Bendigo Advertiser, Australia
Keep the FTA away from our plasma
25 April 2006
IT has been several years since my last donation, but yesterday I did my part towards saving someone’s life.
I called the Bendigo-based Australia Red Cross blood bank, went up and contributed 470 mL of blood.
The blood will of course go through all the usual checks and tests necessary to protect those receiving it.
It will be tested for a host of diseases, namely HIV 1 and 2, Hepatitis B and C, HTLV 1 and 2, and syphilis. Once deemed clear, it will be added to the much-needed stores of valuable blood required daily throughout Australia.
Modern processing techniques mean the blood can be separated into its various components and can make up to 20 different products. Hence, each donation can potentially help up to three different people.
However, with the recent announcement of the Federal Government’s review into the arrangements for fractionating (or manufacturing) plasma collected from Australian donors for plasma products for use in hospitals, Australian Red Cross Blood Service chief executive officer Dr Robert Hetze has called for calm.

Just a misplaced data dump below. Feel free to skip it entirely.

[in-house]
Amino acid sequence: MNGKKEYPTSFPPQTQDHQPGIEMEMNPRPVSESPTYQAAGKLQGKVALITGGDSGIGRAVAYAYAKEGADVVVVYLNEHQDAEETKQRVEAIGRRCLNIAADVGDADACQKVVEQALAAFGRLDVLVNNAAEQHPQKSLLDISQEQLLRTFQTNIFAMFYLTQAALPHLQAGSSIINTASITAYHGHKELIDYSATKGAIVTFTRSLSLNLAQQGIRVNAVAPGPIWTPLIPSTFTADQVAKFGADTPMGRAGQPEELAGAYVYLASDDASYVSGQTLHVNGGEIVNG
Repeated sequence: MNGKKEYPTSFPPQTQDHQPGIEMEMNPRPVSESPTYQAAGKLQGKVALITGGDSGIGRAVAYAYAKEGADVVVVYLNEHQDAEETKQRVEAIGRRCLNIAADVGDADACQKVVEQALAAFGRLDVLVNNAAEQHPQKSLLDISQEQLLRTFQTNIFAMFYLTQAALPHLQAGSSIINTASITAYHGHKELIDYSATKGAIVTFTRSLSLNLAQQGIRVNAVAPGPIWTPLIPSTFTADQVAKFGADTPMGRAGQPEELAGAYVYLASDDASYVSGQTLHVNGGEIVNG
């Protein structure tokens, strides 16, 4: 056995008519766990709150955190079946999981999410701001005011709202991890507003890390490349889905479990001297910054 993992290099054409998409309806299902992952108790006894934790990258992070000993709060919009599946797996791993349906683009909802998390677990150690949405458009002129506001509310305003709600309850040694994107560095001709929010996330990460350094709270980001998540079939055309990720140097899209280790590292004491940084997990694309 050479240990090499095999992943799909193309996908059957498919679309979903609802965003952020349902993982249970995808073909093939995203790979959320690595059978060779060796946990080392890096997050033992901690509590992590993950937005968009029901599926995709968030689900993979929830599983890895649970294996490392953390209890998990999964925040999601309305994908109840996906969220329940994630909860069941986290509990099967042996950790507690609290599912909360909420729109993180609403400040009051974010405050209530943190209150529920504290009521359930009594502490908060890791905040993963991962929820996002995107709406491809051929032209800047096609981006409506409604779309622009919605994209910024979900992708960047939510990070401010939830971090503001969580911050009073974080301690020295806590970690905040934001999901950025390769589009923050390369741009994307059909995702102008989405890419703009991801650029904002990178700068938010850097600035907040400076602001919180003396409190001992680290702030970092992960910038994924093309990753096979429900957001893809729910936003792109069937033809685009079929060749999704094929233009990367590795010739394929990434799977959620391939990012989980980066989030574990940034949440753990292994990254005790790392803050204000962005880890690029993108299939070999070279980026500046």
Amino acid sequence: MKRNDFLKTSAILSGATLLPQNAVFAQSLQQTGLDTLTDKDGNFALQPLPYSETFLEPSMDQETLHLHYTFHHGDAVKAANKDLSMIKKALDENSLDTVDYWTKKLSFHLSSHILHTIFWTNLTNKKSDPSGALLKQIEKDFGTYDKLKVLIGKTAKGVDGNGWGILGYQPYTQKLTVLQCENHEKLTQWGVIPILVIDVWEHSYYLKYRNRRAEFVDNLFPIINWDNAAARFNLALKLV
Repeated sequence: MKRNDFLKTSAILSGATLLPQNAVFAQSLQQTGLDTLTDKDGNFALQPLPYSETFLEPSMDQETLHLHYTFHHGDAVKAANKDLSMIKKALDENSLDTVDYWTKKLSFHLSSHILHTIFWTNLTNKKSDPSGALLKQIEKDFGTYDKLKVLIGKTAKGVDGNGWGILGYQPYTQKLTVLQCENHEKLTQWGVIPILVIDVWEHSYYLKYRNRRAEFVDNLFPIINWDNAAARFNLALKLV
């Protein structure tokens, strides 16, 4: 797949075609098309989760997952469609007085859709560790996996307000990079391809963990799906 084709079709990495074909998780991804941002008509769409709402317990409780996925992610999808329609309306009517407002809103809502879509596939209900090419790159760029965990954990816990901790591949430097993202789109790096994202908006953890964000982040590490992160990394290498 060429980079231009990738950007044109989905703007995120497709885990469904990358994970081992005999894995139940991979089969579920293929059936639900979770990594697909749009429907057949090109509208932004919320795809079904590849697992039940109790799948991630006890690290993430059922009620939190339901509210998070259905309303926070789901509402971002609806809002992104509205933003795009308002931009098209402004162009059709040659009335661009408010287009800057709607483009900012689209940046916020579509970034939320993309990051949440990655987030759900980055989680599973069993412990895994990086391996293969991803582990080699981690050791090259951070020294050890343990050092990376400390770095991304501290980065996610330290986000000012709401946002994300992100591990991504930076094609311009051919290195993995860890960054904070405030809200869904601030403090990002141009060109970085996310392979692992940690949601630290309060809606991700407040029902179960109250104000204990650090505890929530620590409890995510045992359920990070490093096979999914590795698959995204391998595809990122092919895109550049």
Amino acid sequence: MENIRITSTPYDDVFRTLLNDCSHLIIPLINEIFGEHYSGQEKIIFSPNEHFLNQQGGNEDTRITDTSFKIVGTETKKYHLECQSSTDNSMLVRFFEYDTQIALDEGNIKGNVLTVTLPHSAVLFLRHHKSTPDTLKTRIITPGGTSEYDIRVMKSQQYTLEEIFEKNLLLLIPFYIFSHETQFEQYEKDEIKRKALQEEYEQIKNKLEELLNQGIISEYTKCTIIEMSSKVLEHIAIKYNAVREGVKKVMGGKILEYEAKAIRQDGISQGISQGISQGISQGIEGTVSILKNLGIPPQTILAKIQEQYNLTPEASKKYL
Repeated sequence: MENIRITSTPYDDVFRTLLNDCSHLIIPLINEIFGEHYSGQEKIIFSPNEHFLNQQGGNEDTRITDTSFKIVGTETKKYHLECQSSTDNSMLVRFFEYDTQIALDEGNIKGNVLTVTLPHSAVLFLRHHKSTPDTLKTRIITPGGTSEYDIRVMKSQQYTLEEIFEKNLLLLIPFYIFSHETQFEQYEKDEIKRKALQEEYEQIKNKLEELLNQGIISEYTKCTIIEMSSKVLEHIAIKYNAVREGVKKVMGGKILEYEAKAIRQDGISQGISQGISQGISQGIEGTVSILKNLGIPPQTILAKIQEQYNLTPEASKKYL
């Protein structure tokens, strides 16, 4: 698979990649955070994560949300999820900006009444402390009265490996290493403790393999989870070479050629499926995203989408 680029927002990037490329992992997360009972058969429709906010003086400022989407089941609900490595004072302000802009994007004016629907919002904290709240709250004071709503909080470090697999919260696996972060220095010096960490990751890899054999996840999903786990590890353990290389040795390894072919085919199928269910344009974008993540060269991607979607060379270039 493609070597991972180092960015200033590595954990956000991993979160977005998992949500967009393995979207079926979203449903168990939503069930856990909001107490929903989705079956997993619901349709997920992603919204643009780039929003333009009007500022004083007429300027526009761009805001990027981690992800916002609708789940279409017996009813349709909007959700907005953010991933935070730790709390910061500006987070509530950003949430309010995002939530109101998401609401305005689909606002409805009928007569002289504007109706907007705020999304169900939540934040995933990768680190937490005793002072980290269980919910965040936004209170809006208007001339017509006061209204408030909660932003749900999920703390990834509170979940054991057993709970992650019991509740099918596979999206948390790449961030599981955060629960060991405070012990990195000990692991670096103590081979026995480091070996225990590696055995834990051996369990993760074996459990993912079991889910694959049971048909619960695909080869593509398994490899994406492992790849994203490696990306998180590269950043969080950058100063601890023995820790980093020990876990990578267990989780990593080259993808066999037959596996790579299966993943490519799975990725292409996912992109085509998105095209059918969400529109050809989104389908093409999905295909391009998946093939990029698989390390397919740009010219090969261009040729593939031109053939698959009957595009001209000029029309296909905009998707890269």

The review is being undertaken as part of the government’s commitments under the Australia-US Free Trade Agreement, and will consider whether this fractionation process should be opened up to competition as part of the Free Trade Agreement.
Presently, all plasma collected by the ARCBS is sent to Australian company CSL Limited, where it is fractionated in specific-use containers to ensure the best possible safety profile.
Dr Hetze said the ARCBS would be concerned if this changed and Australian plasma was shipped offshore for fractionation. This possibility, he said, raises many questions concerning safety and quality of the plasma products.
What possible rationale could there be for introducing competition into a system that, to date, has provided one of the safest blood systems in the world?